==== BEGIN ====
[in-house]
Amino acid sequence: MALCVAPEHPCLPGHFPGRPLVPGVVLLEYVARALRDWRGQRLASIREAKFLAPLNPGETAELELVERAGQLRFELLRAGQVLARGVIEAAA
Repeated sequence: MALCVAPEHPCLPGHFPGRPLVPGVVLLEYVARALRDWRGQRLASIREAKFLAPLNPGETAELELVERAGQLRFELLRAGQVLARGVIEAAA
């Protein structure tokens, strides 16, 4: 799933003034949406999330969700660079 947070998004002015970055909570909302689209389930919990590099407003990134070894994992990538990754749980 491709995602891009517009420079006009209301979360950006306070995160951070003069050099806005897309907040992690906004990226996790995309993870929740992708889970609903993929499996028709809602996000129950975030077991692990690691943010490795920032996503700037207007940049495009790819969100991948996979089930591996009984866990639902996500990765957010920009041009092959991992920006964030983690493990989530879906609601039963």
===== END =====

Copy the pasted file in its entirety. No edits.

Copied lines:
[in-house]
Amino acid sequence: MALCVAPEHPCLPGHFPGRPLVPGVVLLEYVARALRDWRGQRLASIREAKFLAPLNPGETAELELVERAGQLRFELLRAGQVLARGVIEAAA
Repeated sequence: MALCVAPEHPCLPGHFPGRPLVPGVVLLEYVARALRDWRGQRLASIREAKFLAPLNPGETAELELVERAGQLRFELLRAGQVLARGVIEAAA
């Protein structure tokens, strides 16, 4: 799933003034949406999330969700660079 947070998004002015970055909570909302689209389930919990590099407003990134070894994992990538990754749980 491709995602891009517009420079006009209301979360950006306070995160951070003069050099806005897309907040992690906004990226996790995309993870929740992708889970609903993929499996028709809602996000129950975030077991692990690691943010490795920032996503700037207007940049495009790819969100991948996979089930591996009984866990639902996500990765957010920009041009092959991992920006964030983690493990989530879906609601039963």